5. Renee says:

    From the top of this post NOTE*

    On 8 November 2007, Monte dei Paschi di Siena announced that it has reached an agreement with Banco Santander to buy Antonveneta for € 10.3 billion
    excluding the subsidiary Interbanca that is owned by the Spanish bank. Antonveneta is the bank that after the Bancopoli scandal was acquired by ABN AMRO and was supposed to go to Banco Santander after the purchase of the Dutch bank by the consortium of RBS, Santander, Fortis.
    The Santander Group (English pronunciation: /ˌsɑntɑnˈdɛər/) is a Spanish banking group centered on Banco Santander, S.A. (Spanish: [ˈbaŋko santanˈder]) and one of the largest banks in the world in terms of market capitalisation. It originated in Santander, Cantabria, Spain.[2]

    According to Forbes Global 2000 list of the world’s largest companies, Santander appeared in 23rd place in April 2012

    FormationThe 1999 merger of Banco Santander (founded in 1857) and Banco Central Hispano (founded in 1991) following the merger of Banco Central [est. 1919] and Banco Hispanoamericano [est. 1900], created Banco Santander Central Hispano, or BSCH.[4] This merger between Santander and Banco Central Hispano (BCH) was designed to be a “merger of equals” in which the top executives of the two pre-existing firms would share control of the merged entity. Soon after the merger former BCH executives accused chairman of Banco Santander Emilio Botín of trying to push his own agenda and threatened to take legal action against him. This post-merger squabbling was resolved when BCH executives Jose Amusátegui and Angel Corcóstegui agreed to accept severance payments, retire and relinquish control to Mr. Botín, at an expense to shareholders of €164M.[5]

    Headquarters in SantanderThe large termination payouts generated negative press and Botín was eventually brought to trial on criminal charges of “misappropriation of funds” and “irresponsible management.” However, he was cleared of all charges in April 2005. The verdict said the €164M retirement payments made to the two former executives were legal, “made as compensation for the services provided to the bank.” That year the anti-corruption division of the Spanish public prosecutor’s office also cleared Mr. Botín of all charges in a separate case in which he was accused of insider trading.[4]

    [edit] AcquisitionsOn 26 July 2004 Banco Santander Central Hispano announced the acquisition of Abbey National plc. Following shareholders’ approval at the EGM of Abbey (95 per cent voted in favour, despite vocal opposition from most of those present) and Santander, the acquisition was formally approved by the courts and Abbey became part of the Santander Group on 12 November 2004.[6]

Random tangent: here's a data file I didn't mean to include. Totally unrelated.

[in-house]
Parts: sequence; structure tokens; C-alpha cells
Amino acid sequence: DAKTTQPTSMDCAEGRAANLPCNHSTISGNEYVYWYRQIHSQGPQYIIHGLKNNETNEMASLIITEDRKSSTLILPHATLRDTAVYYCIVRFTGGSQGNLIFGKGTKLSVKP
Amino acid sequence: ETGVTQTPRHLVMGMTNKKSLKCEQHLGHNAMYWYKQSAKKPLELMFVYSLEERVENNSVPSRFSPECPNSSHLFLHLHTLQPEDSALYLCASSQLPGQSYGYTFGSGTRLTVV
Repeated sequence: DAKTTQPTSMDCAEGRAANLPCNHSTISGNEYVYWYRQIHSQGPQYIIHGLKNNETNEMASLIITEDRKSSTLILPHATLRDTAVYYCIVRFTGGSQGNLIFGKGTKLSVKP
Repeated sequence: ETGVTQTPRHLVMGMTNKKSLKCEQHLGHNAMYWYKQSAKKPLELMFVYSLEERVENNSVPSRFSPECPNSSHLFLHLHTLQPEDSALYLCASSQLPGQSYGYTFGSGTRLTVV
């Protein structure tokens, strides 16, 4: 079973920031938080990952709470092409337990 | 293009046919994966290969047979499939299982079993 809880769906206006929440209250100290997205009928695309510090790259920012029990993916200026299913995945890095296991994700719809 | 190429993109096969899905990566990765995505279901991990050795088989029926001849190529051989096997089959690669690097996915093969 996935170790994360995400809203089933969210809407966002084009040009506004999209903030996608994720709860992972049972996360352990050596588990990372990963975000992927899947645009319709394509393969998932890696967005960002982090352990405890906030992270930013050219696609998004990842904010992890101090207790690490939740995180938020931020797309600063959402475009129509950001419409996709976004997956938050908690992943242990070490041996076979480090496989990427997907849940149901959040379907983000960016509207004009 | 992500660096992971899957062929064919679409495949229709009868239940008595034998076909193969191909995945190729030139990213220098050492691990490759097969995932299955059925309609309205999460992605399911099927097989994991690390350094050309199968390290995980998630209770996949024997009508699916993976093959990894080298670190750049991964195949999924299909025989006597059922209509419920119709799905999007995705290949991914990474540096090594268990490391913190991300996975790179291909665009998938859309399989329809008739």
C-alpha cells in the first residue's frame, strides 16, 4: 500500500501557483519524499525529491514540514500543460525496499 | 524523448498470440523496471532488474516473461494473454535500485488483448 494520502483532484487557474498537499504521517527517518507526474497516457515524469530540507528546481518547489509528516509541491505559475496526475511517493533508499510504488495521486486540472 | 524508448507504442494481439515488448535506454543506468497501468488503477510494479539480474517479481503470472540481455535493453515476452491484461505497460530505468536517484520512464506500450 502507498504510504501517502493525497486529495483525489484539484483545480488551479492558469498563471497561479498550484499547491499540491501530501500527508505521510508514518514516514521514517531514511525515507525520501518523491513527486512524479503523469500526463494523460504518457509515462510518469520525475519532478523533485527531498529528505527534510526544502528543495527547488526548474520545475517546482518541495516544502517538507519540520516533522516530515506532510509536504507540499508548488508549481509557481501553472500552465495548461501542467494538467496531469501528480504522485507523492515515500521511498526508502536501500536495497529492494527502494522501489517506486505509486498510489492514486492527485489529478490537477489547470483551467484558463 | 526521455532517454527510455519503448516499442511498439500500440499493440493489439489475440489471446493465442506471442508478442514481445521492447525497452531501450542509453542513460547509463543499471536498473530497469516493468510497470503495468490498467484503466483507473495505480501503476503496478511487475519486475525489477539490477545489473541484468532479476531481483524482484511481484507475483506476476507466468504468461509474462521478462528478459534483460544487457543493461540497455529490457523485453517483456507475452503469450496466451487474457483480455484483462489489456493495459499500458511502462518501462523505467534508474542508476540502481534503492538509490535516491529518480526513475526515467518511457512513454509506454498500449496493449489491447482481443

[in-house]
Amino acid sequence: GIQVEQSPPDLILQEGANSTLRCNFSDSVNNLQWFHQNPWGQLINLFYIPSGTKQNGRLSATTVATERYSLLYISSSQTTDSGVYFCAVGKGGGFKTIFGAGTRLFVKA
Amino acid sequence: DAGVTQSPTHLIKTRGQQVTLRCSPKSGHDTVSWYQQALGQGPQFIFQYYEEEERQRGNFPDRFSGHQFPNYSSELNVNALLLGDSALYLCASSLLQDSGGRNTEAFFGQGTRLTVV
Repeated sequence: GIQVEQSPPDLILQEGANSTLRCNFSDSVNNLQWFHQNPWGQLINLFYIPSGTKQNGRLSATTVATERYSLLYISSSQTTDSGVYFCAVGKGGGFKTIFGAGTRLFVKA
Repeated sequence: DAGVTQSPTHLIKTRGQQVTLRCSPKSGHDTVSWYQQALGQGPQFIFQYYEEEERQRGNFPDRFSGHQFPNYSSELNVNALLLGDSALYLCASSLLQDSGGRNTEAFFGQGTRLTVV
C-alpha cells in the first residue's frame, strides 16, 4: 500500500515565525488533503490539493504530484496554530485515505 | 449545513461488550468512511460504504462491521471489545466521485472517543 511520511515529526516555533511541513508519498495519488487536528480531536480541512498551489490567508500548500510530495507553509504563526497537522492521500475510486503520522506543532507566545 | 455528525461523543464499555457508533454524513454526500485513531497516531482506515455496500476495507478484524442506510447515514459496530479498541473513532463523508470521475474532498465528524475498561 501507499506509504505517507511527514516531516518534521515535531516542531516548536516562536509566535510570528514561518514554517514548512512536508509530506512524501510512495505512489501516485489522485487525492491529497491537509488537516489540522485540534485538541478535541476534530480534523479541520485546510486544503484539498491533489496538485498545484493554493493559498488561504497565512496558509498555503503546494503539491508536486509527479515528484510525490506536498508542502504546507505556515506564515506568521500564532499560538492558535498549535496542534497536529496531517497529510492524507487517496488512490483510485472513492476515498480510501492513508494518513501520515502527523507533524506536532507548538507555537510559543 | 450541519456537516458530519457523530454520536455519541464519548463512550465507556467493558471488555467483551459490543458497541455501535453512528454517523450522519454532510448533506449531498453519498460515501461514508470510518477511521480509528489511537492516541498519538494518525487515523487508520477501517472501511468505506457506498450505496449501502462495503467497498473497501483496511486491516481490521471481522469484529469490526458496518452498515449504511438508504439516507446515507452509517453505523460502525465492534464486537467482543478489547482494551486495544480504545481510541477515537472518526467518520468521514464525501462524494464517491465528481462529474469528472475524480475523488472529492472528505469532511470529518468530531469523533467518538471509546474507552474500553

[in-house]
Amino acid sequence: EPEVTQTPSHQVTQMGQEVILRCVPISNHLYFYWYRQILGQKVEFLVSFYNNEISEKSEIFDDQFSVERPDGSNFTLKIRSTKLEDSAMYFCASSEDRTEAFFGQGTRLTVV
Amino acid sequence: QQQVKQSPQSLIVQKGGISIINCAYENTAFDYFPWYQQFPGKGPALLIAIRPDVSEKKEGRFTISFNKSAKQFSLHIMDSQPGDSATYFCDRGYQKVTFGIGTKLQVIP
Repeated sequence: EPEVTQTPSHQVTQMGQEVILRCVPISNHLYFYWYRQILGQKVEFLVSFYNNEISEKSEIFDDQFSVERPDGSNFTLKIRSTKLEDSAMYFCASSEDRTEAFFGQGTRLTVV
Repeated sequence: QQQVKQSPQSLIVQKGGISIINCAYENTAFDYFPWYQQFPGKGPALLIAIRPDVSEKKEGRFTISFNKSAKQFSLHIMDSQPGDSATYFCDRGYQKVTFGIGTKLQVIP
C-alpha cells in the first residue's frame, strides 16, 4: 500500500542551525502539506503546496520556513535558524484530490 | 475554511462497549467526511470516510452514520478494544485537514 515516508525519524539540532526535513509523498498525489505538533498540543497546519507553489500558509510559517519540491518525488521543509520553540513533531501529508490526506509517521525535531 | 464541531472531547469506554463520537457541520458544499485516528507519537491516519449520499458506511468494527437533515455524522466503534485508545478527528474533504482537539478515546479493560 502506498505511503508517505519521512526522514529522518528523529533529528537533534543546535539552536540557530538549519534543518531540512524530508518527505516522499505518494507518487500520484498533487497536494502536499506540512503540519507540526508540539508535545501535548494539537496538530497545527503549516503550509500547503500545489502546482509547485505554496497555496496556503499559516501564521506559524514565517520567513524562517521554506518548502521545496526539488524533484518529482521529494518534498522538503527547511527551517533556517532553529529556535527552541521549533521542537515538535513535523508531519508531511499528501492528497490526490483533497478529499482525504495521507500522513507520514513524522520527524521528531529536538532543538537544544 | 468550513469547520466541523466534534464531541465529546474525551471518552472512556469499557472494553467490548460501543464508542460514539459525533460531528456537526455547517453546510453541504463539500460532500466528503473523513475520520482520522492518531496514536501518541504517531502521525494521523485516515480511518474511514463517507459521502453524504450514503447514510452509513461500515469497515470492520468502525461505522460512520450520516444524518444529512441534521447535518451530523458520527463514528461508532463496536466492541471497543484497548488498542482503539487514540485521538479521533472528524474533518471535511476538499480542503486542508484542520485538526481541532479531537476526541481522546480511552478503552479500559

In June 2006, Banco Santander Central Hispano purchased almost 20% of Sovereign Bank and acquired the option to buy the bank for US$40 per share for one year beginning in the middle of 2008.[7]

    In May 2007 Banco Santander Central Hispano announced that in conjunction with Royal Bank of Scotland and Fortis it would make an offer for ABN AMRO. BSCH’s share of the offer added up to 28% and the offer would have to be made up of a capital increase through a new share issue. Then in October 2007 the consortium outbid Barclays and acquired ABN AMRO. As part of the deal, Grupo Santander acquired ABN AMRO’s subsidiary in Brazil, Banco Real, and its subsidiary in Italy, Banca Antonveneta.[8]

    On 13 August 2007, Banco Santander Central Hispano changed its legal name to Banco Santander. In November that year, it sold Banca Antonveneta to Monte dei Paschi di Siena. In March 2008, Banco Santander sold Interbanca, a subsidiary of Banca Antonveneta, to GE Commercial Finance, receiving in return GE Money businesses in Germany, Finland and Austria, and GE’s card and auto-financing businesses in the UK, which it integrated with Santander Consumer Finance.[9]

    The group announced in July 2008 its intention to purchase the UK bank Alliance & Leicester, which held £24bn in deposits and had 254 branches.[10] Santander also purchased the savings business of Bradford & Bingley in September that year, which held deposits of £22bn, 2.6m customers, 197 branches and 140 agencies.[11] The acquisition of Alliance & Leicester completed a month later when the bank’s shares were delisted from the London Stock Exchange. The two banks were merged with Abbey National under the Santander UK brand by the end of 2010.[12]

    In October 2008, the Santander Group announced it would acquire the 75.65% of Sovereign Bancorp it did not currently own for approximately US$1.9 billion (€1.4 billion): the acquisition of Sovereign gave Santander its first retail bank in the mainland United States.[13] Santander plans to rename the bank to enhance its global brand recognition by 2013.[14]

    On 14 December 2008, it was revealed that the collapse of Bernard Madoff’s Ponzi scheme might mean the loss of €2.33 billion at Banco Santander.

    More PICARD *here:

  6. Renee says:
    Puerto Santander is a town and smallest municipality in the Norte de Santander Department in northeastern Colombia. It is part of the rural zone of Metropolitan Area of Cúcuta and it is localed north of Cúcuta, completely surrounded by the municipality of Cúcuta and the border with Venezuela.

  7. Renee says: